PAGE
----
Here I begin where I ended with the last piece (see below):
The trouble with a constitutional culture is that it is a problematizing culture. A kind of problematizing that is couched in the pretense of debate. Where constitutionality may be troubling is that it can sometimes be insensitive, without even seeing that it is doing so; forgetting that true debate itself cannot be manufactured neither can it be provoked. It arises out of specific conditions of people finding themselves in reconciling ways.
Constitutional culture has created a false moral equation: between those who uphold the contents of its precepts and those who do not. “It is an equation that has given our white compatriots a right they previously and still do not have: the right to judge our struggle”. What is lost here is the violence upon which the liberation-struggle demands were tamed. We may have indeed believed that such a constitutional position would bring about the possibility of a new moral basis, but we were wrong. We did not get what we want. Instead, we were called to the dinner table by our very perpetrator.
You see, constitutional arguments insists on their legitimacy! by drawing not on the specifics of the situation, but based on an agreement that was established prior—at times even under entirely different conditions. Failing to consider that the agreement itself may have taken place under duress.
Indeed, it is the spirit of compromise that characterizes the South African constitution. It emerged at a time when political tension was high and hearts were eager to move-on. It emerges as a result of a society that does not know the things that make for peace. (They have become hidden from its eyes.)
As a result, the South African spirit is severely under attack and cannot rest until its promised fulfillment. After all, these lands were the place where colonial exploitation found itself in its own making, and formed its blueprint for the rest of Africa. Why then do we simply sit and watch as our demands are trivialized by a selfish and unapologetic private sector—that takes the very essence of our toil and blood, such as our mining resources, and reinvests them in the British Empire, as Anglo American has done? If persecution persists why does it seem that our hearts have settled-in?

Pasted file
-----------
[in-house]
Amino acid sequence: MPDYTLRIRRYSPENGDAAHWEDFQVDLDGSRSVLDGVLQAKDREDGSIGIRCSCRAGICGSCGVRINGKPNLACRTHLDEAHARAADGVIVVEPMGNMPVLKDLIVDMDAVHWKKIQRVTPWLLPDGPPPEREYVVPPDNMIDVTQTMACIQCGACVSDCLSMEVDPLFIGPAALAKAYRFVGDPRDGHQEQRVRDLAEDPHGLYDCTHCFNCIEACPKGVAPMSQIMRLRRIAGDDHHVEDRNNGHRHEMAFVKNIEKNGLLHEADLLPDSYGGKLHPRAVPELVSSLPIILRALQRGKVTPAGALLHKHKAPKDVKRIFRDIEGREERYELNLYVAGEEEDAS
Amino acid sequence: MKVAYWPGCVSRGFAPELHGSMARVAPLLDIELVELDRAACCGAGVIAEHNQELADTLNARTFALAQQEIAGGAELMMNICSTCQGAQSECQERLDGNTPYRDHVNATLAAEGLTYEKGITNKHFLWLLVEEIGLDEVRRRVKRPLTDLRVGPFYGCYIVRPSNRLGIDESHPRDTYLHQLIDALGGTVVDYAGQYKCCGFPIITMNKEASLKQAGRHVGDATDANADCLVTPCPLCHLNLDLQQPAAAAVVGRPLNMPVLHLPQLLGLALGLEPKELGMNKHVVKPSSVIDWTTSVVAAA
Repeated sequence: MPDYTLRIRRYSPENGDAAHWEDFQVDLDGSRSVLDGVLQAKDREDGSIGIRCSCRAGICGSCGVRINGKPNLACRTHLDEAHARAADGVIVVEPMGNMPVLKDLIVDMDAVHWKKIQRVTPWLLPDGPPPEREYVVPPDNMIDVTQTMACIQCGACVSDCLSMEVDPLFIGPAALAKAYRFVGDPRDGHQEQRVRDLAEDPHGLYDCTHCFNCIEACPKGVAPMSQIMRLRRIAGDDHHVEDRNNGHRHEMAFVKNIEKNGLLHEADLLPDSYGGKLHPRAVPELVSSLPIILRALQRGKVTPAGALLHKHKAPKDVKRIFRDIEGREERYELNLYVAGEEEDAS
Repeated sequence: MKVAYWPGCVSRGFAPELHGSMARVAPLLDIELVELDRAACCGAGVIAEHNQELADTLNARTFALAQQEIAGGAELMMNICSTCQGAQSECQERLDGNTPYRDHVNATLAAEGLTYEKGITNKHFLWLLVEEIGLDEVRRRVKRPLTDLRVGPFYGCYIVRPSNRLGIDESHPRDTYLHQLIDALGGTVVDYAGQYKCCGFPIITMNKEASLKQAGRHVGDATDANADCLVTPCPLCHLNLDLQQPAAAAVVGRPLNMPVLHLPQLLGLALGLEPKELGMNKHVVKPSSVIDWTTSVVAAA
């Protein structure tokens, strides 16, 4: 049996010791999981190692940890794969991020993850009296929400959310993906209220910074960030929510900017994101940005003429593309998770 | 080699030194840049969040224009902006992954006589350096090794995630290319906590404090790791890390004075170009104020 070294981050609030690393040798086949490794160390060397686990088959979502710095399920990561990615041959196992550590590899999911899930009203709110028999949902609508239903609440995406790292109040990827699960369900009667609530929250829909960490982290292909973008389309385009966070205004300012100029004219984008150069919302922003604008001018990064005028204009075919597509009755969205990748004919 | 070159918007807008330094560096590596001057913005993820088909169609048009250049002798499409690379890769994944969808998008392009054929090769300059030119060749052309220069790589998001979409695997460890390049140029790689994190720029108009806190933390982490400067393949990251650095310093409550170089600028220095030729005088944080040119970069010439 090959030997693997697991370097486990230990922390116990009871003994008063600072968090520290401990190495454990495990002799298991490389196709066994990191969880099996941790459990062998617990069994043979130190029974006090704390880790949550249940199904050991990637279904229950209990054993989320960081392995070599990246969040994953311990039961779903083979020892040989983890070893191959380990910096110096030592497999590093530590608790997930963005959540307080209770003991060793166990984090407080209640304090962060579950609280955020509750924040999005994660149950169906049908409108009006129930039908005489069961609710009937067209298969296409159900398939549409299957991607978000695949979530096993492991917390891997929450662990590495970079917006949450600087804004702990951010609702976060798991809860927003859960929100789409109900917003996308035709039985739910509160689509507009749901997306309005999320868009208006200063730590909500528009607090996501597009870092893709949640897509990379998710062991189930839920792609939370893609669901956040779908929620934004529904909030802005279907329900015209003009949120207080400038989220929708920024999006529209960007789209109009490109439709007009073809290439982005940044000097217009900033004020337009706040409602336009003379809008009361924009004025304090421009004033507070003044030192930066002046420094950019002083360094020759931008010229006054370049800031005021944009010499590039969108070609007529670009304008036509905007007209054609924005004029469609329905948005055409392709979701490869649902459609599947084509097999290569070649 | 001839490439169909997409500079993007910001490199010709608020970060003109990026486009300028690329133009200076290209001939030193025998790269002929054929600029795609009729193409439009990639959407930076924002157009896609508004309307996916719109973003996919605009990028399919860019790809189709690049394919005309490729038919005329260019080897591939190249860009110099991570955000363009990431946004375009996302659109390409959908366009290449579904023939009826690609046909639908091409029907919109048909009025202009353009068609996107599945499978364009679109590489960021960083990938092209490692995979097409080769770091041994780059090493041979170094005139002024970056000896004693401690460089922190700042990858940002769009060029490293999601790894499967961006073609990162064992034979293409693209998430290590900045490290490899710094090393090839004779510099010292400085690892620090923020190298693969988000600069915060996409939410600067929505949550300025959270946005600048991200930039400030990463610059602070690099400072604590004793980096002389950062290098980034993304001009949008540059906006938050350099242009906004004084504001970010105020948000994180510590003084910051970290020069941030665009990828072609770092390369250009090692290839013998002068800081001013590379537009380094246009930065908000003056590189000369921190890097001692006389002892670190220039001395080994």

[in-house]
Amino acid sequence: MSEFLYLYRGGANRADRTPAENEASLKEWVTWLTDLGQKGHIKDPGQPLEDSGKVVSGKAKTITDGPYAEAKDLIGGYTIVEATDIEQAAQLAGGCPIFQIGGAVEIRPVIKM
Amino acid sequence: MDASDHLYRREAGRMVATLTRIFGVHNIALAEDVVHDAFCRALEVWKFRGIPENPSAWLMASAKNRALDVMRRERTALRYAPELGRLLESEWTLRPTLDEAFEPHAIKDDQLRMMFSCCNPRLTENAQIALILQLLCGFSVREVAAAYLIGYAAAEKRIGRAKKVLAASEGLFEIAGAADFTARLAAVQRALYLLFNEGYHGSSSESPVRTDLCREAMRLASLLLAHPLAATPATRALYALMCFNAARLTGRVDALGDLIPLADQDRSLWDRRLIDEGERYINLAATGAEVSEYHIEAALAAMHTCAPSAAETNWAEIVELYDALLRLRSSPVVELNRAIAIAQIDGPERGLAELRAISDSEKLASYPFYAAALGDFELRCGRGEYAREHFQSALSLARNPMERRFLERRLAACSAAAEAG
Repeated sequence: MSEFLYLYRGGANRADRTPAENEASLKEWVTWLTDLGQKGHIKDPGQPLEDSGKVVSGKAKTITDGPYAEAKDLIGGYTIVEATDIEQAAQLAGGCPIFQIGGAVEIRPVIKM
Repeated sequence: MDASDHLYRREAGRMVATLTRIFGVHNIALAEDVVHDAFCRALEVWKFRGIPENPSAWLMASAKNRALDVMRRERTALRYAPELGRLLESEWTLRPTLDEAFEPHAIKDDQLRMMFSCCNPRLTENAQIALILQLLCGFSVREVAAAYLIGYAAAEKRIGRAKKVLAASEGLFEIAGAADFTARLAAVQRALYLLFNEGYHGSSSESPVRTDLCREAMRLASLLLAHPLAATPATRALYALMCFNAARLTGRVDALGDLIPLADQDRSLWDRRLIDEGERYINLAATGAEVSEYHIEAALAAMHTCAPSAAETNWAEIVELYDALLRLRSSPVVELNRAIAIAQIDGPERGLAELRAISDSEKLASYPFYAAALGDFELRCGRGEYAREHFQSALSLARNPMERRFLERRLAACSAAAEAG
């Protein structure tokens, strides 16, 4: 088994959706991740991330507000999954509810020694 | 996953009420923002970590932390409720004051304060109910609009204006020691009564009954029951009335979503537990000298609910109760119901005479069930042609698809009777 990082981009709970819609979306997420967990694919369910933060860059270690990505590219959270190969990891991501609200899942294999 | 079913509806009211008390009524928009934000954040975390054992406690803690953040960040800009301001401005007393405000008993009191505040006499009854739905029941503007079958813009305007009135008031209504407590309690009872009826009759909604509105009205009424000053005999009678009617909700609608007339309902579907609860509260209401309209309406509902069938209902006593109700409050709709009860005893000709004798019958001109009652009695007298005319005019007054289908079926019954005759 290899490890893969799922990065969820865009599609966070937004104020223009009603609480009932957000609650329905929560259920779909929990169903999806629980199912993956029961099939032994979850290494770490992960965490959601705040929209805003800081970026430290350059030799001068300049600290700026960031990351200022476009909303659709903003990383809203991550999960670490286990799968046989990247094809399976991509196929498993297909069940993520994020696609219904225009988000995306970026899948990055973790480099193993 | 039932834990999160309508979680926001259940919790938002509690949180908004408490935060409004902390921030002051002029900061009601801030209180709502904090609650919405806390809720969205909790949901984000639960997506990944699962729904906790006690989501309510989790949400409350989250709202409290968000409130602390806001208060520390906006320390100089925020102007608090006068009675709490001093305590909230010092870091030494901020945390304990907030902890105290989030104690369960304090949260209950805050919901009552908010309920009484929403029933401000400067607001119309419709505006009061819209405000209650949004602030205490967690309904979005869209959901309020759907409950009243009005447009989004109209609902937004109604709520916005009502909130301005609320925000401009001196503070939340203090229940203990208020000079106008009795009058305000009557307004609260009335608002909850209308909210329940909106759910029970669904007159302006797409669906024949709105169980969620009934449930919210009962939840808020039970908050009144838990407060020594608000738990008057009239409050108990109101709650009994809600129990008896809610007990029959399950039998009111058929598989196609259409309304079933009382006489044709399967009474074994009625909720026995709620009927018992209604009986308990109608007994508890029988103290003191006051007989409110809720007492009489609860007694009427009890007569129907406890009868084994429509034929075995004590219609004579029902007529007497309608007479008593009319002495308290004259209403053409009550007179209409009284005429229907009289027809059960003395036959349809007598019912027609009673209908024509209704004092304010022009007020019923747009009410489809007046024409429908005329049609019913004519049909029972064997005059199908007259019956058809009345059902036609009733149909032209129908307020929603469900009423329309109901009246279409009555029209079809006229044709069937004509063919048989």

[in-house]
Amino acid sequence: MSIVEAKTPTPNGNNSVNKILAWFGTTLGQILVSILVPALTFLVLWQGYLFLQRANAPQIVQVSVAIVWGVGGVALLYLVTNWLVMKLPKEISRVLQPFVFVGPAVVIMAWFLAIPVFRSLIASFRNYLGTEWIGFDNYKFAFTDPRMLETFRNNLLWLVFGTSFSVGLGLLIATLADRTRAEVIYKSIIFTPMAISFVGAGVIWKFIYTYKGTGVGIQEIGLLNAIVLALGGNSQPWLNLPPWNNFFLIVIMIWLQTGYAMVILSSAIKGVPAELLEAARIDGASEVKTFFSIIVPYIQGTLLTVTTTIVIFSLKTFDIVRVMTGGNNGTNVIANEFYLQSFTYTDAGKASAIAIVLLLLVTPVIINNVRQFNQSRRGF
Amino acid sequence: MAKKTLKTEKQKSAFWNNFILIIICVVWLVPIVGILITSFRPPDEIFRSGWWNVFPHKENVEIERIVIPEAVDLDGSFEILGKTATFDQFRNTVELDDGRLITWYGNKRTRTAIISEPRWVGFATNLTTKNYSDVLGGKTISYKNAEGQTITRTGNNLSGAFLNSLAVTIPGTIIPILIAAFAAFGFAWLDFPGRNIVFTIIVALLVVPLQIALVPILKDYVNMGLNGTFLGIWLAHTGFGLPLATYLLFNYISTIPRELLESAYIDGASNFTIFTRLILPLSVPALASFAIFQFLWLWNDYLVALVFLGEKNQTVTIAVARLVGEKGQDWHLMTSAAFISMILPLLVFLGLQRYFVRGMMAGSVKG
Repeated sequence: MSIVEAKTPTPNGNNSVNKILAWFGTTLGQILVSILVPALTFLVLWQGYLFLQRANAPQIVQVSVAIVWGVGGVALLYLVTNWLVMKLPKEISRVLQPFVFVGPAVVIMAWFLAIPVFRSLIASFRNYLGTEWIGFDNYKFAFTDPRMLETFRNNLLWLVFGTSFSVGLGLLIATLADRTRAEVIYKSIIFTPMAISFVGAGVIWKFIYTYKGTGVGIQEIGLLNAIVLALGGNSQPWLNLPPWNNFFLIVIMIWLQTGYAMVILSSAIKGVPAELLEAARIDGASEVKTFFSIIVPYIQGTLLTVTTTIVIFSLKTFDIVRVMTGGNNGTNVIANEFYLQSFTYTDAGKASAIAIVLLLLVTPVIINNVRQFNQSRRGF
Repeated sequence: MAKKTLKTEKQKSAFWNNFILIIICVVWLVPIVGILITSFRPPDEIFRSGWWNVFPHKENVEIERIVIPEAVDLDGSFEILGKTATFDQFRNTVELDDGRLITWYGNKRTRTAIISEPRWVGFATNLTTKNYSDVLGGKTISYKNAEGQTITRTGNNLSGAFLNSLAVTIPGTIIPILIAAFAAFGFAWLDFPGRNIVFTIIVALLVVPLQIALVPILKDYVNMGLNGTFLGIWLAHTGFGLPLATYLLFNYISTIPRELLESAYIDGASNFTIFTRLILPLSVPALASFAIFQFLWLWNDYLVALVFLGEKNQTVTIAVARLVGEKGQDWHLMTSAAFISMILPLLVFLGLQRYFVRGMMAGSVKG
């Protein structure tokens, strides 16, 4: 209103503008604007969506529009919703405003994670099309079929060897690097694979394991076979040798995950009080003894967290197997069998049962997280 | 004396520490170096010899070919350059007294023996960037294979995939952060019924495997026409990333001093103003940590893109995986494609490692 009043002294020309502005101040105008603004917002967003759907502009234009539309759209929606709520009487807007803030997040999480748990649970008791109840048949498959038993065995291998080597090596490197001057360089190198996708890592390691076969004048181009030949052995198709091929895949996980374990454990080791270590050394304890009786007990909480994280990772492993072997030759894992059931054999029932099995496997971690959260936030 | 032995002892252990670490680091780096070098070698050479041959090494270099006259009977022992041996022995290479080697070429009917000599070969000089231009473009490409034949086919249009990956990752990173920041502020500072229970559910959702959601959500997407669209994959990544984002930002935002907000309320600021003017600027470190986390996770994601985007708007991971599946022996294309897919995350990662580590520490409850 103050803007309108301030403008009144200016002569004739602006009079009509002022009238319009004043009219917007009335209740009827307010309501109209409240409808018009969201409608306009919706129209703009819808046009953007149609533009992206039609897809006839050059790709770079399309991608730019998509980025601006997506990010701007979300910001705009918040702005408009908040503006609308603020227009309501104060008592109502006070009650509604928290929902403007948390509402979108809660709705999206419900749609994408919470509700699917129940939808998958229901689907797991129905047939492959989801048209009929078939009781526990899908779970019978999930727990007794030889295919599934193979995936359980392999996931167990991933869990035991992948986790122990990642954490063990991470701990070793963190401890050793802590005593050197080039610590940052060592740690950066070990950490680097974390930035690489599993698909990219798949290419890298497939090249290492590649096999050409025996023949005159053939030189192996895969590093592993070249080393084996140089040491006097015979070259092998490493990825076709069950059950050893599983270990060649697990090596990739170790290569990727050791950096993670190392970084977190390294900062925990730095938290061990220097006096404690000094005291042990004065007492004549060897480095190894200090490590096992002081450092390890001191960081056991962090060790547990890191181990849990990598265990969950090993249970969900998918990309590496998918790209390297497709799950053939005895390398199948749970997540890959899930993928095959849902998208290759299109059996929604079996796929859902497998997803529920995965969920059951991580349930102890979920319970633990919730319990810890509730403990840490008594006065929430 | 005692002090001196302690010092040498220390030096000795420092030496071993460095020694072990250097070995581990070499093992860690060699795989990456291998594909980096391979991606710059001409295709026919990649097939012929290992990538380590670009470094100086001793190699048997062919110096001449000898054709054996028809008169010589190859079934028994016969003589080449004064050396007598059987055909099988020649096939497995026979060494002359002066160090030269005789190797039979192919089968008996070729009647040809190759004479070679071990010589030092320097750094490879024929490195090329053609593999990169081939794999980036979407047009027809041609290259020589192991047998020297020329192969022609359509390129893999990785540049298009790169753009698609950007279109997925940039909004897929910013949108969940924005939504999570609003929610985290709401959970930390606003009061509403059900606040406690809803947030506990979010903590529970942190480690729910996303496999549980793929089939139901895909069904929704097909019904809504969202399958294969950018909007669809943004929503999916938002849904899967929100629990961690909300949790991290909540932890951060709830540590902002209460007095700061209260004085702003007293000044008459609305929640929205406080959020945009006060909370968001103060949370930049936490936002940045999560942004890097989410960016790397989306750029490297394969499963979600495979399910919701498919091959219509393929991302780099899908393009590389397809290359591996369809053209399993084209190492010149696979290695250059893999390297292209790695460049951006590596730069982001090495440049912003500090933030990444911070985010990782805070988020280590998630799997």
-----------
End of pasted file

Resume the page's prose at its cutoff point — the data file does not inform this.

It is because we have allowed ourselves to be robbed of our agency. We no longer believe in our own God-given strength to overcome. We sit and wait, hoping things will work out, without us undergoing the sacrifice ourselves. Just like you can’t expect to lose weight without skipping a few meals, you can’t expect to gain freedom without skipping some comforts.
The black middle-class, in its own quest for recognition, has mired itself into a flawed environment. They have come to pursue freedom in all the wrong places and are unable to see the thing in front of them that has caused the problem and say ‘Bring back!’, Restore!
 Njabulo Ndebele (1994: 155). Rediscovery of the Ordinary.